However, some VPNs leak their customer real IP address so when connections are made to websites, they become aware of your real IP address and only need to contact your Internet Service Provider (ISP) to find out who you really are, subject to a relevant court order that is.
Common leaks include DNS leaks where your web browser uses your ISP’s DNS servers to locate websites on the internet instead of the VPN DNS servers, to WebRTC leaks, where traffic to voice calling to instant messaging circumvent your VPN thereby giving up your real IP address.
3. Use VPN servers in censorship free nations
When friends I know who live in Hong Kong use a VPN service, they tend to use a reputable VPN provider as mentioned earlier but also make sure they connect to VPN servers in countries considered to be censorship free nations.
So, they tend to connect to VPN servers in countries like Australia, Japan, South Korea to name a few instead of connecting to VPN servers in Hong Kong. It is important to note, these countries themselves may also have their laws or may be part of intelligence sharing schemes (14 eyes) whereby details of VPN users and their activities could be shared.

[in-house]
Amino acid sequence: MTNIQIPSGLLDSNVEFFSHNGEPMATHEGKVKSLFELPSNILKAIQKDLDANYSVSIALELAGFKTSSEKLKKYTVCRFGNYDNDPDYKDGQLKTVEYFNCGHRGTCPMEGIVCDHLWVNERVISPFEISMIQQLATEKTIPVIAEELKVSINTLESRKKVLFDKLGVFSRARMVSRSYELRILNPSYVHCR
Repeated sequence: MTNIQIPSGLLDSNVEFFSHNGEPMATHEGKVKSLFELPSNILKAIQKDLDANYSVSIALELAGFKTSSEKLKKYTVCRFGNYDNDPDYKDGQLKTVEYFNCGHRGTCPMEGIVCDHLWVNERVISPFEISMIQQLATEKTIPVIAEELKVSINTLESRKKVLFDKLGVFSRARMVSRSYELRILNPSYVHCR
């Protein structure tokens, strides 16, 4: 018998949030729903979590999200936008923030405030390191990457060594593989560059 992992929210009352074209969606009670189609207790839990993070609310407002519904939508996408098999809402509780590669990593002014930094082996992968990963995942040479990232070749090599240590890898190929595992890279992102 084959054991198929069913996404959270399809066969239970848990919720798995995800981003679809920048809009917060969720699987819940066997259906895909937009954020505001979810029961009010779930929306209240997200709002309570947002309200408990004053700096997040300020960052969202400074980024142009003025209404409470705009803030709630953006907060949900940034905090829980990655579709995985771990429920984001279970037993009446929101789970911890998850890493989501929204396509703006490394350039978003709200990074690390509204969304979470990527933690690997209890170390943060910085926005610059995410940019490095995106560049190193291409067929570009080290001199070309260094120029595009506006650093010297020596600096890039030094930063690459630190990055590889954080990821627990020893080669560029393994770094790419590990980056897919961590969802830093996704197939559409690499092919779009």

Using a VPN makes sense when accessing the internet in Hong Kong and Macau. Accessing popular websites like Facebook, Twitter, YouTube to using Google search (without restrictions) will become more difficult in Hong Kong, just as it is in neighboring China, as most likely heavy censorship will take hold.
The internet landscape is changing rapidly, with many worried about China exerting influence through the Hong Kong Cabinet to find ways of getting more censorship implemented in Hong Kong.
Especially in light of the continued protesting by many from Hong Kong, angry at the proposed changes around China forcing the Hong Kong judiciary to implement plans allowing extradition of Hong Kong inhabitants to mainland China.
With many fearing such a tactic would seriously affect the judicial independence, with dissidents living in Hong Kong being put in danger.
UPDATE: With China imposing new security laws on Hong Kong (1st July 2020), the impartiality of Hong Kong’s judicial and legislative systems has been brought into question.